“Later, after I joined the team, came our 4.7-litre supercharged Range Rover ‘P38A’. It was as close a car as you’ll find to an unofficial prototype for the modern Range Rover Sport, I suppose.”
Douglas is explaining how the firm he ended up owning and running went from making its reputation with go-faster Range Rovers to now offering perhaps the most complete set of mechanical modification and upgrade programmes available anywhere for the SUV that the car collecting world has suddenly gone mad for: the Land Rover Defender.
Douglas is a fascinating bloke and a proper autophile. A mechanical engineer by trade, his early career was spent building racing engines for Jaguars and Morgans, the latter acquainting him with the Rover V8 that would figure so prominently throughout the rest of his working life. He became involved with JE’s sister company ITG in 1987, then with JE in the early 1990s, just as Land Rover legend Charles ‘Spen’ King become a JE director.
“I ended up owning both ITG and JE by the end of the 1990s, as my predecessors retired, sold up or gave up their interests,” Douglas, plainly a reluctant manager, explains. “It was always my intention to have an interesting but laid-back life engineering for someone, but I found I had to be a businessman anyway. These days, I delegate as many of the organisational tasks as I can, to try to keep free for the engineering.”
It was during the 2000s, having also got into diesel ECU tuning for the Discovery, that JE’s business became dominated by the Defender. “The L322 BMW-engineered Range Rover became such a good basic product that tuning it was difficult,” Douglas says. “But the Defender was a constant for us. There was a call for ECU tuning on TD5s, but now we start with suspension and braking upgrades and move up through automatic gearbox conversions and V8 engine conversions. Finally, there’s the fully converted Zulu.”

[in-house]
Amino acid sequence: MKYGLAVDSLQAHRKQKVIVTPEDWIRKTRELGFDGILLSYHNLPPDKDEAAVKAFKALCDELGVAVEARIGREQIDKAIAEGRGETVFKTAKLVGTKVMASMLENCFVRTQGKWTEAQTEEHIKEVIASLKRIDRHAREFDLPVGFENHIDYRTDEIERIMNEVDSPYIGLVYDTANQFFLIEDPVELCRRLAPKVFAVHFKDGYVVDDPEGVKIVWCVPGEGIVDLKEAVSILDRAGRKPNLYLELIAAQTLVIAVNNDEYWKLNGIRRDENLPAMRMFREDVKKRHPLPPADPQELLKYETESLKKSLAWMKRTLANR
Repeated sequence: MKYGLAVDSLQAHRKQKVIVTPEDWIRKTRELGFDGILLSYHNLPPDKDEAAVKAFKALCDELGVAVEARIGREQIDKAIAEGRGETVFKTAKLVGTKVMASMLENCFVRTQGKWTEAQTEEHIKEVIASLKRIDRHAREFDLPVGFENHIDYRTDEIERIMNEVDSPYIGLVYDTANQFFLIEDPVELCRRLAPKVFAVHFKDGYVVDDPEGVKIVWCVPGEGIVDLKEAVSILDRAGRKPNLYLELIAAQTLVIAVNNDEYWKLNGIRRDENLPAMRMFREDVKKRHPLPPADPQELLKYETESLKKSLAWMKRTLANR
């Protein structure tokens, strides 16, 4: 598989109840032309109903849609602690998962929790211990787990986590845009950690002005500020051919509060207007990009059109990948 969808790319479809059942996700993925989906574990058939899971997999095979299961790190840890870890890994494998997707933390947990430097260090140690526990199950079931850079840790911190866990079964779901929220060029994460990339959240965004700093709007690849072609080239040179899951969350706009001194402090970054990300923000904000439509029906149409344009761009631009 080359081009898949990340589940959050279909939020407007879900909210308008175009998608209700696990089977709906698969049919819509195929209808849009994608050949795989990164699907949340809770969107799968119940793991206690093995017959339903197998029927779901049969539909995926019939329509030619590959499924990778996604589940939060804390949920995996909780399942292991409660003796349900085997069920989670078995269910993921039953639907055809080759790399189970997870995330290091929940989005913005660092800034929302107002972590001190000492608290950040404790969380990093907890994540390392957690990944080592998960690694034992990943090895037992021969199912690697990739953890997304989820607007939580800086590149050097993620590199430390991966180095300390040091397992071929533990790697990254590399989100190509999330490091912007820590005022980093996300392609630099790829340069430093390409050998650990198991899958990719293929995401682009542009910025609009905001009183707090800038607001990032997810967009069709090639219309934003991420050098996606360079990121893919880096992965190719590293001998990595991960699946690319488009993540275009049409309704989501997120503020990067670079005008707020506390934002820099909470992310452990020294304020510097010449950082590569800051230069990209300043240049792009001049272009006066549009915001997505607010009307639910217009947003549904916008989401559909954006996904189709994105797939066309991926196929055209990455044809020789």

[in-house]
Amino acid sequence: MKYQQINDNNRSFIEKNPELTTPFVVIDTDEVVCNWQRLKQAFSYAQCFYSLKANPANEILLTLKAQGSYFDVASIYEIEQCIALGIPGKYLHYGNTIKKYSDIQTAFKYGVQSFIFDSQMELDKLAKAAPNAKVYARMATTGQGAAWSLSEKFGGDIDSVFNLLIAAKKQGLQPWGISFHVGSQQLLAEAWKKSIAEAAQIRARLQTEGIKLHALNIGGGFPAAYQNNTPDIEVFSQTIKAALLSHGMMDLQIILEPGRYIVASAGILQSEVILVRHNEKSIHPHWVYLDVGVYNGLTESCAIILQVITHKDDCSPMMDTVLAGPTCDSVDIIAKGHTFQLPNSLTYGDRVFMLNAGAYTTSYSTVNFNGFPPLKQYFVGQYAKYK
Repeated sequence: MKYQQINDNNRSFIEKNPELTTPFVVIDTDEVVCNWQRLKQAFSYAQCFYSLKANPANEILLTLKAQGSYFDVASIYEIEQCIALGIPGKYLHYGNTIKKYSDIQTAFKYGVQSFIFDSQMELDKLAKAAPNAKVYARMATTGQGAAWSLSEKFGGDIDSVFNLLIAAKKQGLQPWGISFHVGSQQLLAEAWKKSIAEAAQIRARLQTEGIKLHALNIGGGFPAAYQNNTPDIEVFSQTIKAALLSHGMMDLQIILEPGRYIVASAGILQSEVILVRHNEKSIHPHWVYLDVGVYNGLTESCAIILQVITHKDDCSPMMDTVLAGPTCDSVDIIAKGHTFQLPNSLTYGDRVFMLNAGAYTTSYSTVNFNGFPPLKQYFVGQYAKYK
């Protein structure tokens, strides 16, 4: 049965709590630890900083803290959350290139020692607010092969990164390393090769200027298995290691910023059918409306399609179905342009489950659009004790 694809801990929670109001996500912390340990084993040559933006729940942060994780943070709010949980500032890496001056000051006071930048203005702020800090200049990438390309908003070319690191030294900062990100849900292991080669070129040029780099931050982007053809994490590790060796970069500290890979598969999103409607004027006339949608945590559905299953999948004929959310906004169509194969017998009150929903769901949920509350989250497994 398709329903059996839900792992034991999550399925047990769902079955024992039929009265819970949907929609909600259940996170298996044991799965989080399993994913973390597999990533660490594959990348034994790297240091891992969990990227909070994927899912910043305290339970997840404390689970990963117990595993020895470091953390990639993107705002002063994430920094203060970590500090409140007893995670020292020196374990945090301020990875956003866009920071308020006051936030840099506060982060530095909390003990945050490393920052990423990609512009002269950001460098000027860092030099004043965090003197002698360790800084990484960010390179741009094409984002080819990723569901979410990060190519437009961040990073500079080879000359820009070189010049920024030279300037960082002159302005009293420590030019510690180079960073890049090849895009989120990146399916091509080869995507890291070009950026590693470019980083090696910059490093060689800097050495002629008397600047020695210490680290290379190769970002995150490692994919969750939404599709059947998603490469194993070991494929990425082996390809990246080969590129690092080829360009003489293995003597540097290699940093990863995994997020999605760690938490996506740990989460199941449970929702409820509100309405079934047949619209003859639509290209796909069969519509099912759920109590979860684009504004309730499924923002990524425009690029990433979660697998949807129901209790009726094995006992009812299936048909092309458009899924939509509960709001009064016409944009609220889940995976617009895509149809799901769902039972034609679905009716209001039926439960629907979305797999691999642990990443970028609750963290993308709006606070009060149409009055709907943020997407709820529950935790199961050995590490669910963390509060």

What he’s is referring to is a £150,000 fully converted Defender, powered by a 475bhp supercharged 4.7-litre V8 and able to hit 60mph from rest in less than five seconds.
So what does Douglas make of what’s currently happening to the Defender market? “When production finished, our business went flat for two months – as if every Defender owner in the country held their breath for a moment and wondered what might happens next,” he says. “But then the demand exploded.
“We deal with four kinds of owner. There are those who run working cars, use them off-road and for heavy stuff, and want to continue doing so. There are enthusiasts who do a bit of off-roading but also want to make their cars more usable. There are collectors who love their cars and just want the perfect example. And there are the super-rich who have to have one right now and want it to make the biggest statement possible.”